Updated: Jan 6
Yours truly turns the big 40 this year. As one of my statistically inclined colleagues put it at his 40th, 'half way there!'
I've never been one to celebrate birthdays and in fact have no recollection of ever having a birthday party.
But I remember musing once in my 30s (when turning 40 seemed like an abstract construct) that I will mark my 40th with a huge party.
There would be no half measures either : I'd hire out the iconic Wylies Baths in Coogee with it's gorgeous rock pool, have a DJ or band or string quartet (or maybe all three), a shiny dance floor with lights, delicious canapes, free flowing champers and cocktail, and invite all the wonderful humans I have come across in my life.
Alas, then I was a strategist in a bank with ample cashflow to afford such dreams but now that I have decided to become a writer, cashflow has become the abstract construct!
Besides the above was fantastical musings. For a highly introverted person such as myself, the idea of hosting an event that is 'all about me' ... and where I need to engage and entertain all the guests ... for hours on end ... is about as nightmarish as things can get.
I nonetheless think that it is important to stop, take stock and celebrate our lives - and milestone birthdays provide a great opportunity to do so.
This is especially true now given how tumultuous the last few years have been....
Since 2020, things have never been the same
Yes, there was the global pandemic (and we'll get to that) but just prior, I went through another rather life affirming moment; At the end of 2019, I went through a redundancy at work.
For someone who identified so strongly with the job I did, it felt as if an aspect of my identity got taken away from me.
The redundancy itself wasn't surprising or indeed unwanted - I had very deliberately taken on a new job, knowing that it was one of those jobs that gets chopped every three years or so (good old corporate life).
I knew that by the time this new job would end up on the chopping block, I would have completed ten years in the company and not only have long service leave but also the prospect of a redundancy payout to leave with. And that was my exit plan (and yes, I do plan for the long term).
As it happened, I really loved my new job, had a ball doing it and even delivered some Australian first initiatives in the banking. Even so, by the time the redundancy came through, I was well and truly ready to leave corporate life.
I am also however someone who took the career trip seriously (maybe a little too seriously) and take enormous pride in performing at the highest level. So the notion of "being redundant", hit the ego hard.
The three month long process that followed the redundancy gave me plenty of time to reflect and work through this feeling. It made me realise how fraught it was to based one's identity on something that we fundamentally did not control - a job.
It's not the 'job' that gives one meaning I finally realised - rather it's the work that we do ...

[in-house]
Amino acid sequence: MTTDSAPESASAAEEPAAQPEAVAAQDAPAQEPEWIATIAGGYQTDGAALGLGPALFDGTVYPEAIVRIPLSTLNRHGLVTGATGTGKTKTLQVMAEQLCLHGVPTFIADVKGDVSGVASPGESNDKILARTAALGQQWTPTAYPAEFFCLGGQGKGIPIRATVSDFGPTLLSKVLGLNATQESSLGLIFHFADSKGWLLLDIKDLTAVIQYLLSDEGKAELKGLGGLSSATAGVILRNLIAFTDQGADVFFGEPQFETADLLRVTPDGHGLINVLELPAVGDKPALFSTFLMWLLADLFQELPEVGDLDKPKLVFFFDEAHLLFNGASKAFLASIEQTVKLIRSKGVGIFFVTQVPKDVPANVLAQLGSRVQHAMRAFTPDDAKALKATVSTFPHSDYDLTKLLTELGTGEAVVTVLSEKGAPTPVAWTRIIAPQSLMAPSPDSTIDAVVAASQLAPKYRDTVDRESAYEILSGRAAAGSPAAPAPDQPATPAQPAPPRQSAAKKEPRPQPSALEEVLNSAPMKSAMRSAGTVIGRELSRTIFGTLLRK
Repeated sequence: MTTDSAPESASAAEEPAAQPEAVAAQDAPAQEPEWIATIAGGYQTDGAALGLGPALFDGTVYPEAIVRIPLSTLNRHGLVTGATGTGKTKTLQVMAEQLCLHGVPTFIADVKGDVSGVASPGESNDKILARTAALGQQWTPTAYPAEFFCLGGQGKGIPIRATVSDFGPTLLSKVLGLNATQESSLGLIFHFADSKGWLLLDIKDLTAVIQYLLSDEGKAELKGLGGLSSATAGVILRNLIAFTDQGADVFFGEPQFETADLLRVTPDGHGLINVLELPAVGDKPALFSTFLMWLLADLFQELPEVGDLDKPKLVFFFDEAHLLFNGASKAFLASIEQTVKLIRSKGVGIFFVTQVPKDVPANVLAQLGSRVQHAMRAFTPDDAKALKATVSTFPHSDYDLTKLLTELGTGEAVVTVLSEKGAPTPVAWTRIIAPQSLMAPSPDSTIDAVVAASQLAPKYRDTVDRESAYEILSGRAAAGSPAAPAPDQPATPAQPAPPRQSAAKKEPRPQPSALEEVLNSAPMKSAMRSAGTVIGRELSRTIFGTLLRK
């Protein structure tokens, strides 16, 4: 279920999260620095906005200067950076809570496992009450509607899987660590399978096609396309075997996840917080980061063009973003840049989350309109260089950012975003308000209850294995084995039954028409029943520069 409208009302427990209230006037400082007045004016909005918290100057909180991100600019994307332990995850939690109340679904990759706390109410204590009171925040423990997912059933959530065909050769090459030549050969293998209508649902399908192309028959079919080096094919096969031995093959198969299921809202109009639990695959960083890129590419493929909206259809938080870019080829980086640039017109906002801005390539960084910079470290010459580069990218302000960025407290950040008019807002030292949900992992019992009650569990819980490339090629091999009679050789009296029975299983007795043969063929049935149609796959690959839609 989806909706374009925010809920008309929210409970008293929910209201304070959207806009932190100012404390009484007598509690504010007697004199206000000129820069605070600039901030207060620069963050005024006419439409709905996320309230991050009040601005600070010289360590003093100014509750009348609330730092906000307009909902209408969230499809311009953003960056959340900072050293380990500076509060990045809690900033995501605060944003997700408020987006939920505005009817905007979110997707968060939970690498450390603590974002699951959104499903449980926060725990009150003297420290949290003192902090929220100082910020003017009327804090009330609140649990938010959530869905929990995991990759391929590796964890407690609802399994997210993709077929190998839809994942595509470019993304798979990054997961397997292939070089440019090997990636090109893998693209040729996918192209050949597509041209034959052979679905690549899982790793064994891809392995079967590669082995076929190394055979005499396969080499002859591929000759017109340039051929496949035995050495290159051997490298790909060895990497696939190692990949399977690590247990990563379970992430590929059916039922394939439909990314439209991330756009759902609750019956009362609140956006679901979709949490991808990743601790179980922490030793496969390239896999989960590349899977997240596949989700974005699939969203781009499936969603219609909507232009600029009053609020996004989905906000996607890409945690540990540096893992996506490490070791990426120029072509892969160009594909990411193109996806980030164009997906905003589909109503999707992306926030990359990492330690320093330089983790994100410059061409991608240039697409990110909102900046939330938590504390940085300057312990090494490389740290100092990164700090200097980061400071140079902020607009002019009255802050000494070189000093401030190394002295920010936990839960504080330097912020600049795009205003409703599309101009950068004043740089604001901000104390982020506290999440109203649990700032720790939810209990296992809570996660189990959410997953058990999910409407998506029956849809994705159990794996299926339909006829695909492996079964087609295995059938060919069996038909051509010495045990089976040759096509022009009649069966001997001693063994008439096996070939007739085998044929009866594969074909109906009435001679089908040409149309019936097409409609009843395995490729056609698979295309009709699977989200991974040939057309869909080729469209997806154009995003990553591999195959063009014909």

Perhaps this realisation is what finally got me to turn my 'work' into a 'job' that I not only love but can also control.
And yes, getting the payout at the end did make up for the whole thing too ;-) Was a wonderful feeling to be able to take the money and run!
One way ticket out of Australia
I had long fantasied about buying a one way ticket out of Australia - and to travel slowly to every corner of our planet.
As soon as the redundancy payout was confirmed, I set about feverishly planning an around the world itinerary. Whilst I had an itch to get away as soon as I could manage, for some reason I decided to spend the summer in Australia and depart at the end of March 2020.
And then there was COVID
I remember a friend texting me in early March asking me if I was still going ahead with my travels given COVID.
'What's COVID?', I replied ...
The following days and weeks were spent scrambling to find a country to get away to.
As soon as I had settled on one, it would be followed by some travel restriction or border closure announcement. It felt like I was playing a game of whack-a-mole as countries in Asia, Africa, Europe and the Americas systematically shut down.
The final nail in my travelling coffin came with Australia's unprecedented move to stop their citizens from leaving (or indeed returning to) the country.
And that was it - I was stuck here.
The news was especially devastating as my first stop had been to a two month long meditation retreat in Tuscany. I had been learning and practicing meditation for years and having done smaller retreats before, was yearning to do a much longer one that would allow me to explore the practice more deeply. This particular retreat had been perfect for that.
But even the retreat in Tuscany had to be cancelled as international travel became impossible. However, the organisers were able to make arrangements so that the teaching would continue virtually.